I'm working on a tool that will generate 3D printable connectors for the vertices in an STL file, allowing construction of very large objects. Instead of being limited to the print volume of the 3D printer, the size of the resulting thing can be almost arbitrarily large. This two-turn Mobius torus has some issues with intersections between the beams, but might work out.
Regular or periodic shapes seem to work well with this process. Very complex shapes, like the Stanford bunny, don't seem to work at all. The above rendering shows a dodecahedron that has been converted using
wireframe: each vertex is now a connector that can be connected with 8mm pencils, each 19cm long.
The twenty connectors are printed (about 3 hours) and fitted together with the pencils. It's a snug fit and the piece holds together fairly well. I've posted the STL files to thingiverse as thing:653464.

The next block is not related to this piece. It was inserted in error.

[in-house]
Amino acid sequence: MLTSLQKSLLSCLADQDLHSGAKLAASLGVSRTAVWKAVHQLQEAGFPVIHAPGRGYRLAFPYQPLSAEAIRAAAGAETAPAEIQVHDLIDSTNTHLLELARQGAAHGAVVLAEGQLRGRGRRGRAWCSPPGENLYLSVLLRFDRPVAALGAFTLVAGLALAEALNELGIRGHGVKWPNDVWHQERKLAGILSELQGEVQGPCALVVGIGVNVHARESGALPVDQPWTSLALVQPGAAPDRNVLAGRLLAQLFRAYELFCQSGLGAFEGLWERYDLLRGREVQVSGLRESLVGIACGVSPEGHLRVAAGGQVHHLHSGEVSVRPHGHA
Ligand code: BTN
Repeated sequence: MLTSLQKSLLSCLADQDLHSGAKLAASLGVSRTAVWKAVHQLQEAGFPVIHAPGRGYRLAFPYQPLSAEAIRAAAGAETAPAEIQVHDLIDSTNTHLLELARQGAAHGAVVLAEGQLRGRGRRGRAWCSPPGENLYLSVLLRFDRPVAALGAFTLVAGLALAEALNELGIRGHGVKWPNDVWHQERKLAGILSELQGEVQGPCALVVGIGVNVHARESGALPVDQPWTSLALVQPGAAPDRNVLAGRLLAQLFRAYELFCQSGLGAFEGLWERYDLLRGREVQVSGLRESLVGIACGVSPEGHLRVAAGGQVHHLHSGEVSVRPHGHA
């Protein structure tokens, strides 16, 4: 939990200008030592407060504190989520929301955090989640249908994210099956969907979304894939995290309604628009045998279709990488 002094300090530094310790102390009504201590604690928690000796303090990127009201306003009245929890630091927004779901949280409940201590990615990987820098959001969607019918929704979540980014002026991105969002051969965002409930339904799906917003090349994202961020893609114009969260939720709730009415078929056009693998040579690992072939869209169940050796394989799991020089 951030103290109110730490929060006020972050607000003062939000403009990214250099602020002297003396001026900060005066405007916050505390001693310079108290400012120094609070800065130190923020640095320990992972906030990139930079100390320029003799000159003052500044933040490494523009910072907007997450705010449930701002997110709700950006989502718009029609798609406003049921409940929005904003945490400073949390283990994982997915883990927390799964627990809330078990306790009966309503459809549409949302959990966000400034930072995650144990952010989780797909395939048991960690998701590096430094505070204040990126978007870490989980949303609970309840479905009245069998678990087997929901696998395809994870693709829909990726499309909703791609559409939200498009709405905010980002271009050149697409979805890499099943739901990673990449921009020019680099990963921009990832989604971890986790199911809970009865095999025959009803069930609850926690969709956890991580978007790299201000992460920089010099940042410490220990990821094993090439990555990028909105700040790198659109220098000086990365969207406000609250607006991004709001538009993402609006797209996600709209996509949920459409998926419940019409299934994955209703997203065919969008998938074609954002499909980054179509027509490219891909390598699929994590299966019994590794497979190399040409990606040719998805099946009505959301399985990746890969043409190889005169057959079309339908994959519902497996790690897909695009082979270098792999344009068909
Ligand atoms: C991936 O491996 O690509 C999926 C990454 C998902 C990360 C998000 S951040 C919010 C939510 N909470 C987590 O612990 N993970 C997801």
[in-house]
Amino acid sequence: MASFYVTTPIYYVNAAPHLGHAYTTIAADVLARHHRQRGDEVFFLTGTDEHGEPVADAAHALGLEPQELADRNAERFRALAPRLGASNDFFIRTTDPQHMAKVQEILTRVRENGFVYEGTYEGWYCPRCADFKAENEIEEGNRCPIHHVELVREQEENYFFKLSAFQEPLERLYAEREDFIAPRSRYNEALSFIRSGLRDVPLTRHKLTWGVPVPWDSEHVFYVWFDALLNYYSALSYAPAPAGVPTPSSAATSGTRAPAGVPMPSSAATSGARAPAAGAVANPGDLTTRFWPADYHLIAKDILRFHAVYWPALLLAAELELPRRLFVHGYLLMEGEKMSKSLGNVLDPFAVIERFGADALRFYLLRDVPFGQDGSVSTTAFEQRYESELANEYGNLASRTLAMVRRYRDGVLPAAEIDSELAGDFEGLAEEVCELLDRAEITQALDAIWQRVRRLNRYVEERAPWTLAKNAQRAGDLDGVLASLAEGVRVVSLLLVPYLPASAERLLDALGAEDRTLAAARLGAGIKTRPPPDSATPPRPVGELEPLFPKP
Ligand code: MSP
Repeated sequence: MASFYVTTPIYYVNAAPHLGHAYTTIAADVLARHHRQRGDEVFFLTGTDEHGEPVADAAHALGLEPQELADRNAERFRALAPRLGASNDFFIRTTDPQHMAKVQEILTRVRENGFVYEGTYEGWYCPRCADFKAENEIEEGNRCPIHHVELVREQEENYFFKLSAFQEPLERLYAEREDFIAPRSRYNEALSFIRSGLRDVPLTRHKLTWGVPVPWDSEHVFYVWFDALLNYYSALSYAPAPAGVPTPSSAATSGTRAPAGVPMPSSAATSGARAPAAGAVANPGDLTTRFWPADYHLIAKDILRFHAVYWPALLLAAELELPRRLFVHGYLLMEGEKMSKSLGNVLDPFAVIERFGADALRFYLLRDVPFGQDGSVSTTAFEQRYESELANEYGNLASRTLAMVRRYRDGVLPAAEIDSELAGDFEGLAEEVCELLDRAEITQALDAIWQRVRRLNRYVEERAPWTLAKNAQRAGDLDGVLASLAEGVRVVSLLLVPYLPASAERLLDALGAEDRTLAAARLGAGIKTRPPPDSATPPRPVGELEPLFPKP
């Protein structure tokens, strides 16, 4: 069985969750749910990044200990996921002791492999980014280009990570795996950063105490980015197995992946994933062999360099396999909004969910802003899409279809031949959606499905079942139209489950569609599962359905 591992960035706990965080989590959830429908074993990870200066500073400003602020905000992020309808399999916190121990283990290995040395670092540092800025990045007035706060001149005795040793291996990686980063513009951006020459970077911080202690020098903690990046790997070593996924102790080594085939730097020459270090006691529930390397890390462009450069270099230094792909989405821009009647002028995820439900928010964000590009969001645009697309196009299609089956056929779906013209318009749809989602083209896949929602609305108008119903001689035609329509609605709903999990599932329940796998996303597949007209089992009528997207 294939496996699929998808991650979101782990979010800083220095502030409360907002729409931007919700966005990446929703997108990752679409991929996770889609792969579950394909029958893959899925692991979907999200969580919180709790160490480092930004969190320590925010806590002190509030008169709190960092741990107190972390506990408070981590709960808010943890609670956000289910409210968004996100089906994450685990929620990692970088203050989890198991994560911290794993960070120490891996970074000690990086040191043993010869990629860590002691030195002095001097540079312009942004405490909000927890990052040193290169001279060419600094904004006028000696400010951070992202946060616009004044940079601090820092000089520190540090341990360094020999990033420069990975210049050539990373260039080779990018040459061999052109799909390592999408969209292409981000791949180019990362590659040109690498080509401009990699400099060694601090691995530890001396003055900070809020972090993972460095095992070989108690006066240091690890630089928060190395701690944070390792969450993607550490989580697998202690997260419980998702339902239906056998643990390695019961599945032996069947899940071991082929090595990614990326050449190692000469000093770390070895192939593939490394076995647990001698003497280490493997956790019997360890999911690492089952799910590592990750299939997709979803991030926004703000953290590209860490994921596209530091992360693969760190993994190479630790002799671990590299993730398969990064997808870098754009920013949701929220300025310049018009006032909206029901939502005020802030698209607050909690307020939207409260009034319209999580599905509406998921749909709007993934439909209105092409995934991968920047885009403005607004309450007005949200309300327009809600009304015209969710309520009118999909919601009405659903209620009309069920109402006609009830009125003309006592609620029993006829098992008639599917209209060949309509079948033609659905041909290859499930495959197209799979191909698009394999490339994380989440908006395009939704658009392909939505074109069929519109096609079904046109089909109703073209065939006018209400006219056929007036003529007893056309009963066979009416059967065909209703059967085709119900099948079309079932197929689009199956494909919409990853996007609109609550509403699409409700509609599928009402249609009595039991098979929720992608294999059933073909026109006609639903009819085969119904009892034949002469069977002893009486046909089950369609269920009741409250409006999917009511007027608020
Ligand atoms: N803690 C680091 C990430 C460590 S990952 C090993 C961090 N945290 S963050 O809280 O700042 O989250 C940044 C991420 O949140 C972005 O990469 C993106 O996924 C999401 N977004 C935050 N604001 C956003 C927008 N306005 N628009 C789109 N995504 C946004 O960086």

The wireframe output can also be used to generate interesting prints of just the edges. There isn't an option to the tool to do this, so I hand edited the resulting OpenSCAD file to remove the connector pieces and extend the rods the entire distance. The wireframe bust of Sappho is available as thing:1031698 if you want to try it on your printer.
The code is pretty rough:
wireframe reads a binary STL file on stdin and writes the OpenSCAD file to stdout. There are currently no options for selecting different sizes or shapes of connectors, nor to control the size of the nodes. You must edit the file, run
make and re-process the STL.
make wireframe openscad -o foo.stl foo.scad ./stl-convert < foo.stl | ./wireframe > foo-corners.scad